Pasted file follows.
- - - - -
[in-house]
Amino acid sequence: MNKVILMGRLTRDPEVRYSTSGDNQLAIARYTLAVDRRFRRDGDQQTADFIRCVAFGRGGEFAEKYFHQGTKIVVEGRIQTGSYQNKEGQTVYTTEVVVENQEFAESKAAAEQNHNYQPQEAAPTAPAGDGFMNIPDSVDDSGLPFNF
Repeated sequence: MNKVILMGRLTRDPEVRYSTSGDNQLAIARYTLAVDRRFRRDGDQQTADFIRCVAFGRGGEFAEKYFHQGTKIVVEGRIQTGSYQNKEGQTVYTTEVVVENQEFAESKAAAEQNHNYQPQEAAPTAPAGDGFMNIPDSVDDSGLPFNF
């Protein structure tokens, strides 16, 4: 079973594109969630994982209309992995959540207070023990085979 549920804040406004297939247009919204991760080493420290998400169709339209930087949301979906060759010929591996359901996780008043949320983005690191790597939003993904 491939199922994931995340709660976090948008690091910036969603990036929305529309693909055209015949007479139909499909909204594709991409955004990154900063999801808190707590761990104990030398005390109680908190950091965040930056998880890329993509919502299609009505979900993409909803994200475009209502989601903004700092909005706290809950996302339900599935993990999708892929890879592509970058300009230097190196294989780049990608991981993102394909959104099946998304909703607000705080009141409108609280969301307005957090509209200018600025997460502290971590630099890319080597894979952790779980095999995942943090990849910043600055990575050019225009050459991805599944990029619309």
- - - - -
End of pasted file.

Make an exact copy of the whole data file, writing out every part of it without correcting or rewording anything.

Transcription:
[in-house]
Amino acid sequence: MNKVILMGRLTRDPEVRYSTSGDNQLAIARYTLAVDRRFRRDGDQQTADFIRCVAFGRGGEFAEKYFHQGTKIVVEGRIQTGSYQNKEGQTVYTTEVVVENQEFAESKAAAEQNHNYQPQEAAPTAPAGDGFMNIPDSVDDSGLPFNF
Repeated sequence: MNKVILMGRLTRDPEVRYSTSGDNQLAIARYTLAVDRRFRRDGDQQTADFIRCVAFGRGGEFAEKYFHQGTKIVVEGRIQTGSYQNKEGQTVYTTEVVVENQEFAESKAAAEQNHNYQPQEAAPTAPAGDGFMNIPDSVDDSGLPFNF
């Protein structure tokens, strides 16, 4: 079973594109969630994982209309992995959540207070023990085979 549920804040406004297939247009919204991760080493420290998400169709339209930087949301979906060759010929591996359901996780008043949320983005690191790597939003993904 491939199922994931995340709660976090948008690091910036969603990036929305529309693909055209015949007479139909499909909204594709991409955004990154900063999801808190707590761990104990030398005390109680908190950091965040930056998880890329993509919502299609009505979900993409909803994200475009209502989601903004700092909005706290809950996302339900599935993990999708892929890879592509970058300009230097190196294989780049990608991981993102394909959104099946998304909703607000705080009141409108609280969301307005957090509209200018600025997460502290971590630099890319080597894979952790779980095999995942943090990849910043600055990575050019225009050459991805599944990029619309």